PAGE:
Ever since U.S. President Donald Trump became president, China has taken every opportunity to present itself as a new global leader on climate change. Most recently, President Xi Jinping convened official delegates from more than 50 countries for the inaugural Belt and Road Forum in Beijing in May, and got 29 heads of state to join him in declaring support for the implementation of the Paris agreement, a feat that proved too challenging for G7 leaders to repeat weeks later in Italy.
First revealed in 2013, Beijing’s ambitious One Belt, One Road initiative (recently rebranded as the Belt Road Initiative or BRI) promises nearly $1 trillion for infrastructure and energy development in more than 60 countries. Given that China is the world’s largest producer of solar panels, wind turbines, and batteries, the BRI would seem a natural complement to the country’s averred commitment to climate action.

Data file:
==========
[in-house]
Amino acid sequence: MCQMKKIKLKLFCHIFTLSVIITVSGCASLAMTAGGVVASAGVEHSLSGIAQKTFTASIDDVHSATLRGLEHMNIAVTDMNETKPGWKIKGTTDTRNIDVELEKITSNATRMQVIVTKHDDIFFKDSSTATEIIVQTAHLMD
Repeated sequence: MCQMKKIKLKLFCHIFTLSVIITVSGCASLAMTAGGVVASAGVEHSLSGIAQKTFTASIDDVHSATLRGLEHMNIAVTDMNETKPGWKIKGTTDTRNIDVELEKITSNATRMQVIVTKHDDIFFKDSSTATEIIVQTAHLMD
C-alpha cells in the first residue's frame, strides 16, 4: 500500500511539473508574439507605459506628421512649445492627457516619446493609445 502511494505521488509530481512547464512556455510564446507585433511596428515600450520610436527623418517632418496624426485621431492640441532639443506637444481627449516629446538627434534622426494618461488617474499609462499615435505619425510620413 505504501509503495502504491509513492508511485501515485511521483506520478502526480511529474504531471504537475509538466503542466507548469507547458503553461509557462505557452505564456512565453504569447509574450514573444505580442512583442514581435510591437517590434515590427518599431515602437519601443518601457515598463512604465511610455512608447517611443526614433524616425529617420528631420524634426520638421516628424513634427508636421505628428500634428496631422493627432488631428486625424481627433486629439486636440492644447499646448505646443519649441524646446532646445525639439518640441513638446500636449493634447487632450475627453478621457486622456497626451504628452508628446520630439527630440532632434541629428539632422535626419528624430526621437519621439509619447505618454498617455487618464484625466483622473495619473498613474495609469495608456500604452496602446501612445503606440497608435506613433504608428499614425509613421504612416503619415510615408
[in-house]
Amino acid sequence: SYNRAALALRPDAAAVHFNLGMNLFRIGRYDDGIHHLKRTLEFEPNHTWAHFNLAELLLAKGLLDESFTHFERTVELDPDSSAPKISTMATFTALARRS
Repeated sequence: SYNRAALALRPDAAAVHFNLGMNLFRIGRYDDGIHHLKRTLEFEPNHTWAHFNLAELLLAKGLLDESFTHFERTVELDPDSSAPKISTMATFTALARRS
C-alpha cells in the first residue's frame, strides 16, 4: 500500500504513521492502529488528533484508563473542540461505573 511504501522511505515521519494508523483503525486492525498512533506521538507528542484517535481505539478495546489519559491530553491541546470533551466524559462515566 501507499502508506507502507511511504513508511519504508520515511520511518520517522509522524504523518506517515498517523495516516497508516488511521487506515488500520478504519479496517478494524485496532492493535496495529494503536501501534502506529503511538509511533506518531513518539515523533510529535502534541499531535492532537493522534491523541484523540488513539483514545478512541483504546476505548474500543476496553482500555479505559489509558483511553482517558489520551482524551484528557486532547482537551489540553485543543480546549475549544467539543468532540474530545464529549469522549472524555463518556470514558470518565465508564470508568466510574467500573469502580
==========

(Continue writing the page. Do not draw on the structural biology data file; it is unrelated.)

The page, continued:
But Beijing’s foreign energy investments so far paint a drastically different picture. Despite commitments to reducing domestic coal use, Chinese state-owned enterprises (SOEs) are looking to build coal projects abroad—often in BRI countries. Countries along this new Silk Road should be wary of Chinese investment and prevent China from prioritizing its own economic self-interest over global environmental needs.
THE COAL CONTRADICTION
In response to the growing public outcry among Chinese citizens over hazardous air pollution levels, Chinese policymakers have made great strides in limiting domestic carbon emissions. Beijing has canceled the construction of 103 coal power plants in this year alone, and its efforts have resulted in decreased coal consumption for three consecutive years. China is also working to increase efficiency standards for both new and existing coal plants to further slash emissions. At this rate, Beijing is expected to hit peak carbon emission levels by 2025—five years earlier than planned—and has been heralded as the new leader for global climate action.
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